7. A low-noise preamplifier according to claim 4 wherein the voltage amplifier comprises a further transistor coupled between the control electrode of the transistor and the first current electrode of the input transistor in a Darlington pair arrangement.
8. A low-noise preamplifier according to claim 7, wherein the further transistor has a control electrode coupled to the first current electrode of the input transistor, an emitter coupled to the control electrode of the transistor and a collector coupled to the first current electrode of the transistor and to the output terminal.
9. A low-noise preamplifier according to claim 4 wherein the voltage amplifier comprises a further transistor coupled between the first current electrode of the transistor and the output terminal in a cascode arrangement.
10. A low-noise preamplifier according to claim 9, wherein the further transistor has a control electrode for receiving a reference voltage, an emitter coupled to the first current electrode of the transistor and a collector coupled to the output terminal.
11. A low-noise preamplifier according to claim 2, wherein the transconductance amplifier has a differential input of which one differential input is coupled to the input of the gain stage and the other differential input is coupled to the output of the gain stage, with the voltage output signal being a differential signal taken across the load resistor.
12. A low-noise preamplifier according to claim 2, wherein the gain stage has a differential input of which one differential input is coupled for receiving a reference voltage and the other differential input is coupled to the first current electrode of the input transistor, and the transconductance amplifier has a differential input of which one differential input is coupled for receiving the reference voltage and the other differential input is coupled to the output of the gain stage.
13. A low-noise preamplifier according to claim 2, wherein the gain stage has a differential input of which one differential input is coupled for receiving a reference voltage and the other differential input is coupled to the first current electrode of the input transistor and the transconductance amplifier has a differential input of which one differential input is coupled for receiving the reference voltage and the other differential input is coupled to the other differential input of the gain stage.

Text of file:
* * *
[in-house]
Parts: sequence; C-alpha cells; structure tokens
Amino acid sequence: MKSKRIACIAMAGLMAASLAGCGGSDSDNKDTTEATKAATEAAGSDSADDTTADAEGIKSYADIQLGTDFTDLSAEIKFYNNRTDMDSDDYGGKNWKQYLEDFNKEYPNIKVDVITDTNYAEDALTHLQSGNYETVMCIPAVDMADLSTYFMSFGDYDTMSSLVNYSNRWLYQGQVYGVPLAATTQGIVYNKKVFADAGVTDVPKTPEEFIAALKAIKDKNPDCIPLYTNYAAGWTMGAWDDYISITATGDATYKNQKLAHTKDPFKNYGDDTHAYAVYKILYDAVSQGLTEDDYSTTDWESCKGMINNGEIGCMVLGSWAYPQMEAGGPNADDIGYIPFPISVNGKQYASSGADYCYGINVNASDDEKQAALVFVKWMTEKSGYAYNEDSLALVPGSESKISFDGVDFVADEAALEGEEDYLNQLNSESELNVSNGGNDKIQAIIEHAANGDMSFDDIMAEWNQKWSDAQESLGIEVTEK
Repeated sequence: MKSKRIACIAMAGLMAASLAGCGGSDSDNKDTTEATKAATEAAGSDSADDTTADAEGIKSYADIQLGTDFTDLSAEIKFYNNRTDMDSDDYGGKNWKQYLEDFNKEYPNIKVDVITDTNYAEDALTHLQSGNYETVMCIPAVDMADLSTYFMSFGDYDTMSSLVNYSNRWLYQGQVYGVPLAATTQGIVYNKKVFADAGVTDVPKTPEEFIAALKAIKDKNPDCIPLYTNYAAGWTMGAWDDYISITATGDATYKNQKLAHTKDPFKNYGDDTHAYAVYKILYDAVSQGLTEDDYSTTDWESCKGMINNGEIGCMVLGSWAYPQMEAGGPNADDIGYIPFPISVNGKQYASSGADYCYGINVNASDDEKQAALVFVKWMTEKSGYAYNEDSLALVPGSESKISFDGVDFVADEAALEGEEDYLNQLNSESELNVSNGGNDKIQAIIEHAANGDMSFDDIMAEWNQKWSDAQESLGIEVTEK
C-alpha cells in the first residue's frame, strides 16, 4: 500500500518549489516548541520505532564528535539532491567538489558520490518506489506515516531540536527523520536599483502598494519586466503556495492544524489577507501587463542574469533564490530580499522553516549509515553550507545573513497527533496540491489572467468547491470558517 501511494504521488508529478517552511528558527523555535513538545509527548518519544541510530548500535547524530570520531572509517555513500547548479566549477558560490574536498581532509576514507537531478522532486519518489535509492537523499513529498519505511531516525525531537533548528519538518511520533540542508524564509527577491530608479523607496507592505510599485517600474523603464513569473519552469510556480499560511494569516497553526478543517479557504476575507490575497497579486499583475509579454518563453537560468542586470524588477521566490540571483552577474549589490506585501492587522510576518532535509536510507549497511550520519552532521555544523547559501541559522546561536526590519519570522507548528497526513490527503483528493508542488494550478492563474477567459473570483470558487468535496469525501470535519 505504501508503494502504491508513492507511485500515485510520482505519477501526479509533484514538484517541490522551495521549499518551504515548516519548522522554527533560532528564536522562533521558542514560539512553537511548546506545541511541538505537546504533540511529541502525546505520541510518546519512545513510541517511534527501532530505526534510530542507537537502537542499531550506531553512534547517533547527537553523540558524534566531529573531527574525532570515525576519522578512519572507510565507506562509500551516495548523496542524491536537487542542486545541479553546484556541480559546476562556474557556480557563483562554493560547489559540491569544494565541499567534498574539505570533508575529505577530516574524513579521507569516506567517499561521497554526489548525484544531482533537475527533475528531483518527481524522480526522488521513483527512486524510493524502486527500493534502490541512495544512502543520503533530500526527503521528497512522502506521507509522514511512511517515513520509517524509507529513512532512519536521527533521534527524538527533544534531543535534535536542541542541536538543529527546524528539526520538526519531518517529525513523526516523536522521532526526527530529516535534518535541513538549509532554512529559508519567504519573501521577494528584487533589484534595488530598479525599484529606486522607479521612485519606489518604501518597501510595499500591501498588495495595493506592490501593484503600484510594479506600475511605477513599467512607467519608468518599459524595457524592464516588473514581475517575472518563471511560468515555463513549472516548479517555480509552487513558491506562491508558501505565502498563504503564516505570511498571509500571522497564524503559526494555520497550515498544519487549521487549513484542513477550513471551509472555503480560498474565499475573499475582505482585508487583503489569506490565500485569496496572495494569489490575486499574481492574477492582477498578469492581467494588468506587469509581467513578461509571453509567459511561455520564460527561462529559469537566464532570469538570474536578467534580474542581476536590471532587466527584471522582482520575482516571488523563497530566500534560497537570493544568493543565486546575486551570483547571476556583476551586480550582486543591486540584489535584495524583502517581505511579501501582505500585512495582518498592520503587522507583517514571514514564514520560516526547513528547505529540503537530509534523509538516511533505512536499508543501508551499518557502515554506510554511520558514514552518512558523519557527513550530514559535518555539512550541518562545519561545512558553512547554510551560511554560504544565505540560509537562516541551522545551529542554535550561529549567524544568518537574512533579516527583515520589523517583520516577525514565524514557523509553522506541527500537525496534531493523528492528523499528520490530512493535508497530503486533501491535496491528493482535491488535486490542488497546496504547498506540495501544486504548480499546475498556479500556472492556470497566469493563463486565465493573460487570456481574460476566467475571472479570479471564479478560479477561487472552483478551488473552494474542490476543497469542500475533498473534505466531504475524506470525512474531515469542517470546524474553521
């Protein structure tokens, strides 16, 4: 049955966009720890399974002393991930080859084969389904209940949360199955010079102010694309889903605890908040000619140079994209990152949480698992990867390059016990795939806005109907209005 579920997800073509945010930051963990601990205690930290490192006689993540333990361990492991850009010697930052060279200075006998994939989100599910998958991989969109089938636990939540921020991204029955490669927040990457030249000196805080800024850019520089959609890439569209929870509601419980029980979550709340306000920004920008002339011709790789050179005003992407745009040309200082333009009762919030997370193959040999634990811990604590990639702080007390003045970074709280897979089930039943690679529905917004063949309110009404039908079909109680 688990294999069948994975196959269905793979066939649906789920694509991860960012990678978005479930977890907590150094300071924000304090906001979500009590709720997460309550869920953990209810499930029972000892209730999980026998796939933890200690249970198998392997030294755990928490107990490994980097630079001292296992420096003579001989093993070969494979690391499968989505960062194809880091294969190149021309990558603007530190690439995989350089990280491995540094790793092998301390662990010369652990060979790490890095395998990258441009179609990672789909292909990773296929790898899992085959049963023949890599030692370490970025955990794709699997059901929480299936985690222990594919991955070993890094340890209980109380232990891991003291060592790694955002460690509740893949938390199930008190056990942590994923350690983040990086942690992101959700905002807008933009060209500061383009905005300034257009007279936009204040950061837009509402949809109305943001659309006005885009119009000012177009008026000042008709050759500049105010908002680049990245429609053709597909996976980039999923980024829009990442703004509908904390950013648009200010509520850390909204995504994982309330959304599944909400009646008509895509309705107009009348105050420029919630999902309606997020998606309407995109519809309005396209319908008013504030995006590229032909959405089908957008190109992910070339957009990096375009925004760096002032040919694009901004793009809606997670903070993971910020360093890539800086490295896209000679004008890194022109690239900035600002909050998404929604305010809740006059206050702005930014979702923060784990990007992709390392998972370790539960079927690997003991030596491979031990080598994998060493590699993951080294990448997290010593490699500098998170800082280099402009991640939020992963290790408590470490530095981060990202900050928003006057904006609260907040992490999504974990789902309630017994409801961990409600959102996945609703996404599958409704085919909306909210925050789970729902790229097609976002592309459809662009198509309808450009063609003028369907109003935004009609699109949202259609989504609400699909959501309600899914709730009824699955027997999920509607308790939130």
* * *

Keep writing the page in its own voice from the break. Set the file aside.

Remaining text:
14. A low-noise preamplifier according to claim 1, wherein the biasing circuit comprises a transconductance amplifier having an input for receiving a voltage indicating a difference between the current at the first current electrode of the input transistor and the current provided by the current source, and an output coupled to the control electrode of the input transistor.
15. A low-noise preamplifier according to claim 14, wherein the transconductance amplifier comprises an NPN bipolar transistor its base coupled to the control electrode of the input transistor, its collector coupled to the output terminal, and its emitter coupled to the control electrode of the input transistor.
16. A low-noise preamplifier according to claim 14, wherein the biasing circuit further comprises a capacitor coupled between the control electrode of the input transistor and a ground reference potential.
17. A low-noise preamplifier according to claim 14, wherein the transconductance amplifier comprises an NMOS transistor having its gate coupled to the control electrode of the input transistor, its drain coupled to the output terminal, and its source coupled to the control electrode of the input transistor.
Description
FIELD OF THE INVENTION

This invention relates to a low-noise preamplifier, and more particularly, though not exclusively, to such a preamplifier for magneto-resistive sensors.

BACKGROUND OF THE INVENTION